It was 9 years ago today. My grandson was 9 and a hockey player. We adopted him when he was a baby, so we think of him as our son. I had gotten up early that Sunday morning. We had a hockey game scheduled. I got the call telling me it was canceled and I had just settled into a long phone conversation with my daughter-in-law. I was wrapped in my robe, coffee at my side and I had pulled a comfy chair next to the phone. I was on the corded phone, because, as usual the cordless handsets were nowhere to be found.
Love of my life came down the stairs and called my name. I looked around the corner and told him the game had been canceled and to go back to bed. "I'm having a heart attack" he said. I was annoyed and said, "That's not funny." It was after all April 1st. Then I looked at him. He didn't look so good. He was kind of gray. Diane had heard the exchange and like me thought he was joking until I told her I needed to hang up and call for an ambulance. Drew, in the meantime went back up the stairs to take an aspirin. I dialed 911 and told the dispatcher that my husband was having a heart attack. The first thing she said was "Don't put the phone down!", then she wanted to know if he was breathing. "I don't know, he went back upstairs and I am on a corded phone!" "Drew, are you breathing?" I hollered....she told me to stay on the phone, didn't she? No answer, so by now Danny is looking at me wondering what is wrong with me and upon spying him I say, "Go upstairs and see if your dad is breathing!" At the time it didn't occur to me that I was scaring the hell out of my kid; but I did not put that phone down, even when the dispatcher told me to do just that after she heard me instruct the child to go.
Drew was breathing and appeared at the top of the stairs to tell me so. Then he came down the stairs and sat on the couch to wait for his ride to the hospital. I was still clutching the phone like MY life depended on it and reporting all of this to the dispatcher. The first team arrived and I let go of the phone. We lived in a culdesac and soon it was filled with emergency vehicles. One of the EMT's was a rather large woman, who upon arrival pushed me and my kid into the kitchen and then began moving all the furniture in the living room to one side. She was very heavy set and soon was red-faced, sweating, and breathing hard. She kept pointing her finger at me and telling me to calm down. She looked as if she were at risk for a heart attack herself and she was really pissing me off.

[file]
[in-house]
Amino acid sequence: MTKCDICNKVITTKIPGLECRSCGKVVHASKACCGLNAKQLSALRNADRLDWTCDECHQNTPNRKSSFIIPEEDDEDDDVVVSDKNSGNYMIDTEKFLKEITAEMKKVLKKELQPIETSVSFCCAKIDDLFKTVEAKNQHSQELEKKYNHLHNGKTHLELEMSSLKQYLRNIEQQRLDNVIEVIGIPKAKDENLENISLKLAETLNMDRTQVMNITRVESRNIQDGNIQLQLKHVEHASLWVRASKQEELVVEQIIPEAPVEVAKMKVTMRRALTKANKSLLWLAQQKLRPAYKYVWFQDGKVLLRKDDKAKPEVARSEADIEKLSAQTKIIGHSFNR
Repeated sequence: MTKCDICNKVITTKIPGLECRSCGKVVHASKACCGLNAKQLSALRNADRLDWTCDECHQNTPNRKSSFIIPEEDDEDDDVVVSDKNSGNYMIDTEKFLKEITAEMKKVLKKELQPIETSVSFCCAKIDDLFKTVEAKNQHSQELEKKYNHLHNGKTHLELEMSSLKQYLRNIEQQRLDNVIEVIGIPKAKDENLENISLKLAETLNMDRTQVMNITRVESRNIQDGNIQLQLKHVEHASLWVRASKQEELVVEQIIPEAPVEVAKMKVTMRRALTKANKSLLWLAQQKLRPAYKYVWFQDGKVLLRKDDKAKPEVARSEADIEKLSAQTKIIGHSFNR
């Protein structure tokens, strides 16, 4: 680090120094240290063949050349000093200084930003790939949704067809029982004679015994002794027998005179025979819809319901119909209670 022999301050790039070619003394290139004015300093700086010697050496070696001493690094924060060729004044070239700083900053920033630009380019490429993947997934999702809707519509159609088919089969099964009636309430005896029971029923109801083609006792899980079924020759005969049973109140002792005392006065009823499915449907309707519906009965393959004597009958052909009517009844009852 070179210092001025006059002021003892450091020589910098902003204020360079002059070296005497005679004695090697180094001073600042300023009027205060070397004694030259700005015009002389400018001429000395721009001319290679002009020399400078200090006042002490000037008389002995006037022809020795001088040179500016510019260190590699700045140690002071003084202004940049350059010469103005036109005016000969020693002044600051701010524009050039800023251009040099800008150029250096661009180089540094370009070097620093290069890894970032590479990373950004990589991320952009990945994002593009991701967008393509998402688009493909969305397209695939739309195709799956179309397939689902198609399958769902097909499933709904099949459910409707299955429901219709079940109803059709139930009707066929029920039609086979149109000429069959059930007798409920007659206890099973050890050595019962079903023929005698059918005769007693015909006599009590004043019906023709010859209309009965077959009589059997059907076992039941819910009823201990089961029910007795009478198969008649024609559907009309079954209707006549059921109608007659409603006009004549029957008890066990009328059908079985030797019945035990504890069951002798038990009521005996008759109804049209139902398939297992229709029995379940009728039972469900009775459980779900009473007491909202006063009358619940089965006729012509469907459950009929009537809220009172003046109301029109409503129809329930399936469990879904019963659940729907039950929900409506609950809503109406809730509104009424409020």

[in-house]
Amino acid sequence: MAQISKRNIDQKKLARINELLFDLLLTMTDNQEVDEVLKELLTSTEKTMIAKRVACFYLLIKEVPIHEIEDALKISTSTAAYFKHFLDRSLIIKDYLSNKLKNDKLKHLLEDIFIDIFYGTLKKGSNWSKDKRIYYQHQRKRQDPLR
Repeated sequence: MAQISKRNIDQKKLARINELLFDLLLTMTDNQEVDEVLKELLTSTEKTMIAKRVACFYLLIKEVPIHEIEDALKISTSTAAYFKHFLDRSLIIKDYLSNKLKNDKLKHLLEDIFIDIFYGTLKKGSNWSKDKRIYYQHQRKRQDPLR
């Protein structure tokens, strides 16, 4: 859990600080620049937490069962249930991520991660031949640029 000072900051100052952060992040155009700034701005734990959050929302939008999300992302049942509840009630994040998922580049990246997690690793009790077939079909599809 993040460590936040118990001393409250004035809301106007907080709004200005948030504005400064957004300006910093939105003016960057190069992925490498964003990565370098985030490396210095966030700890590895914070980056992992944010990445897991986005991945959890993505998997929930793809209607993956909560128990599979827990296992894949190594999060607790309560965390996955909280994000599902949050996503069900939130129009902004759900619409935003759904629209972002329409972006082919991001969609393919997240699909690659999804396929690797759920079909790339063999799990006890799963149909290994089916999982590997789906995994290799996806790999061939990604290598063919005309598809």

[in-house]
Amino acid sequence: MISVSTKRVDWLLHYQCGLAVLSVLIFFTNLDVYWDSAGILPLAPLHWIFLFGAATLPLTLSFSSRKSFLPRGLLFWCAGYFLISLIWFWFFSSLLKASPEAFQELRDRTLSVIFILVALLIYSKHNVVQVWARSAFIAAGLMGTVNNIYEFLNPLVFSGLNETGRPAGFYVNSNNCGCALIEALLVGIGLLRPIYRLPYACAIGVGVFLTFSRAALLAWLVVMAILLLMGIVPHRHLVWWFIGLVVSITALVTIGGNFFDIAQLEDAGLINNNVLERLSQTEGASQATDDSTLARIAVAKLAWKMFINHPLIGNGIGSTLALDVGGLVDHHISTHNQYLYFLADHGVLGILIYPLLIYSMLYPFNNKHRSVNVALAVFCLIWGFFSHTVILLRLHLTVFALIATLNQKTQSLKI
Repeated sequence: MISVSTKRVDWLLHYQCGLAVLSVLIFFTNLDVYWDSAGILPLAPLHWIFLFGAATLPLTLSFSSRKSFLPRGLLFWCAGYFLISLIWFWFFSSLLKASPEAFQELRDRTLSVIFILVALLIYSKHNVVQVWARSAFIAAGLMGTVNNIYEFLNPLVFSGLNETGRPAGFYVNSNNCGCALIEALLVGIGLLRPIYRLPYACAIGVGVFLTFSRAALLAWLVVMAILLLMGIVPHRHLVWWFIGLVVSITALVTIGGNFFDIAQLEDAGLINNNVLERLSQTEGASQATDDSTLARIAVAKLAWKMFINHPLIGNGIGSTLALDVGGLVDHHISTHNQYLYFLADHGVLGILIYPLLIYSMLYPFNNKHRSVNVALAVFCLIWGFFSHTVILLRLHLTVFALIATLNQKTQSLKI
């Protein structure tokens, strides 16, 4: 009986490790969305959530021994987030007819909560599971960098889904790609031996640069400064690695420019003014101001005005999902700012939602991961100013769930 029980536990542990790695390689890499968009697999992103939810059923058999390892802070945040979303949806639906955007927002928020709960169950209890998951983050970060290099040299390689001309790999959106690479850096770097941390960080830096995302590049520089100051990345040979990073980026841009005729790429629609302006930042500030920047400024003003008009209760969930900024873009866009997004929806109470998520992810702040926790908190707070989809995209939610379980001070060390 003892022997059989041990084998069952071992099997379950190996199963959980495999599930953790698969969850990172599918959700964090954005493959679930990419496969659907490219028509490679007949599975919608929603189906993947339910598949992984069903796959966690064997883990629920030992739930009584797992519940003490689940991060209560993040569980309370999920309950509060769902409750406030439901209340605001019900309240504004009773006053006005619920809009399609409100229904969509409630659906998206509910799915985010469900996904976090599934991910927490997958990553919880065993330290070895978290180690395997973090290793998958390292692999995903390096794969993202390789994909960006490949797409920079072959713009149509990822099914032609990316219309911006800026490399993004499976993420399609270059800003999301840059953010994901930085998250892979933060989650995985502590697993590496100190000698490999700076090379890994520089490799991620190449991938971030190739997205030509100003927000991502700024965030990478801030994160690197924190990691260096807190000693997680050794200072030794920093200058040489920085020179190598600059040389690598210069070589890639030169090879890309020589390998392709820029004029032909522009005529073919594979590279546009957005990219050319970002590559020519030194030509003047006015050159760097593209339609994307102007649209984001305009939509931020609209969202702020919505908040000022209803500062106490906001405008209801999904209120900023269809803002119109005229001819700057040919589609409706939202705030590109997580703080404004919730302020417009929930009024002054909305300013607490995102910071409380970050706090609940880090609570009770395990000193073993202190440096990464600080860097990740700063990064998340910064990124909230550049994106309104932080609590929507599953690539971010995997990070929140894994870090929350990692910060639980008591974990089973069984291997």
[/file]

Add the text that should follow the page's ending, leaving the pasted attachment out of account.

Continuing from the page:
While they were assessing Drew, I called my daughter-in-law back and was told that my son was already on his way to the hospital. I tried to call my youngest daughter, but couldn't find her. I hesitated calling Jill. She was pregnant and I didn't want to scare her. So, I called her number and asked yo speak to my son-in-law. That didn't work so good, she knew something was wrong and I had to just tell her. She made it to my house before the ambulance left and stayed with her little brother/nephew.
Throughout the whole ordeal, Drew stayed very calm and rational. All the blood work was drawn and he was admitted. I am a nurse. I haven't worked as one in over 20 years, but when I did I worked in the emergency room. That's actually how I met the love of my life....he was an EMT. So, you would think I could handle this, right? Not when it is someone I love. I am sure that in the event of having to handle an emergency with no help available I could do so. However since that was not the case and I had my kids to help me......... Fear is a funny thing. Not just a feeling, but very physical. I had absolutely no saliva after arriving at the hospital. The release of adrenaline had left me spitless! Guess I must really love him, huh?